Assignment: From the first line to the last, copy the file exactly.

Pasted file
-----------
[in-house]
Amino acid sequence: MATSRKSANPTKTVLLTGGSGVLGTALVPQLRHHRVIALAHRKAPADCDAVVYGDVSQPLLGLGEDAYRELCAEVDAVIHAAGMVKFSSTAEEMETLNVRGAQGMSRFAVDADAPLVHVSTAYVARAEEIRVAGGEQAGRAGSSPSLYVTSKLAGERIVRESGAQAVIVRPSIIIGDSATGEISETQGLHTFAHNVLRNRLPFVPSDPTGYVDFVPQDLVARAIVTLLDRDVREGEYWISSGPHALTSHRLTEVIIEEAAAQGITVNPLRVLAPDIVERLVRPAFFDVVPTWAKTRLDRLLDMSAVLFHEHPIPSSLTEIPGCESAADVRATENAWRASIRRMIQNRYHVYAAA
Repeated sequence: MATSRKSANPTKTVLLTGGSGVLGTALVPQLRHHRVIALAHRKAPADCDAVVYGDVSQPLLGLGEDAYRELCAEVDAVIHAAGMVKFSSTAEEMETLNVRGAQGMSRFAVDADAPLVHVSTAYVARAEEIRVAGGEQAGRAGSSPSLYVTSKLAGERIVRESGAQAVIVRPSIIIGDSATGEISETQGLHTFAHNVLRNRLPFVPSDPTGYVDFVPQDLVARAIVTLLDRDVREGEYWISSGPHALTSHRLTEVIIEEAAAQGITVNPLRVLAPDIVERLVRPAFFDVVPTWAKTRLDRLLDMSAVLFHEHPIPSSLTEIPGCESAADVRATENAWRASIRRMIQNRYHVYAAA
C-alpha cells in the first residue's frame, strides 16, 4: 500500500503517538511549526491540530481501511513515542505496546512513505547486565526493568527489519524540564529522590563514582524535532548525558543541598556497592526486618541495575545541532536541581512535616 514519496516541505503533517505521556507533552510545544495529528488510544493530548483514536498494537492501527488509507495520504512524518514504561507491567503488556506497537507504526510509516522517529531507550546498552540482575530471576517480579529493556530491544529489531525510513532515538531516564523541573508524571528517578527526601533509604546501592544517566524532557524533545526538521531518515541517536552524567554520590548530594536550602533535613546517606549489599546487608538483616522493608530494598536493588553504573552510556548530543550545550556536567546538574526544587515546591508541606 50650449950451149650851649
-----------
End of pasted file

[in-house]
Amino acid sequence: MATSRKSANPTKTVLLTGGSGVLGTALVPQLRHHRVIALAHRKAPADCDAVVYGDVSQPLLGLGEDAYRELCAEVDAVIHAAGMVKFSSTAEEMETLNVRGAQGMSRFAVDADAPLVHVSTAYVARAEEIRVAGGEQAGRAGSSPSLYVTSKLAGERIVRESGAQAVIVRPSIIIGDSATGEISETQGLHTFAHNVLRNRLPFVPSDPTGYVDFVPQDLVARAIVTLLDRDVREGEYWISSGPHALTSHRLTEVIIEEAAAQGITVNPLRVLAPDIVERLVRPAFFDVVPTWAKTRLDRLLDMSAVLFHEHPIPSSLTEIPGCESAADVRATENAWRASIRRMIQNRYHVYAAA
Repeated sequence: MATSRKSANPTKTVLLTGGSGVLGTALVPQLRHHRVIALAHRKAPADCDAVVYGDVSQPLLGLGEDAYRELCAEVDAVIHAAGMVKFSSTAEEMETLNVRGAQGMSRFAVDADAPLVHVSTAYVARAEEIRVAGGEQAGRAGSSPSLYVTSKLAGERIVRESGAQAVIVRPSIIIGDSATGEISETQGLHTFAHNVLRNRLPFVPSDPTGYVDFVPQDLVARAIVTLLDRDVREGEYWISSGPHALTSHRLTEVIIEEAAAQGITVNPLRVLAPDIVERLVRPAFFDVVPTWAKTRLDRLLDMSAVLFHEHPIPSSLTEIPGCESAADVRATENAWRASIRRMIQNRYHVYAAA
C-alpha cells in the first residue's frame, strides 16, 4: 500500500503517538511549526491540530481501511513515542505496546512513505547486565526493568527489519524540564529522590563514582524535532548525558543541598556497592526486618541495575545541532536541581512535616 514519496516541505503533517505521556507533552510545544495529528488510544493530548483514536498494537492501527488509507495520504512524518514504561507491567503488556506497537507504526510509516522517529531507550546498552540482575530471576517480579529493556530491544529489531525510513532515538531516564523541573508524571528517578527526601533509604546501592544517566524532557524533545526538521531518515541517536552524567554520590548530594536550602533535613546517606549489599546487608538483616522493608530494598536493588553504573552510556548530543550545550556536567546538574526544587515546591508541606 50650449950451149650851649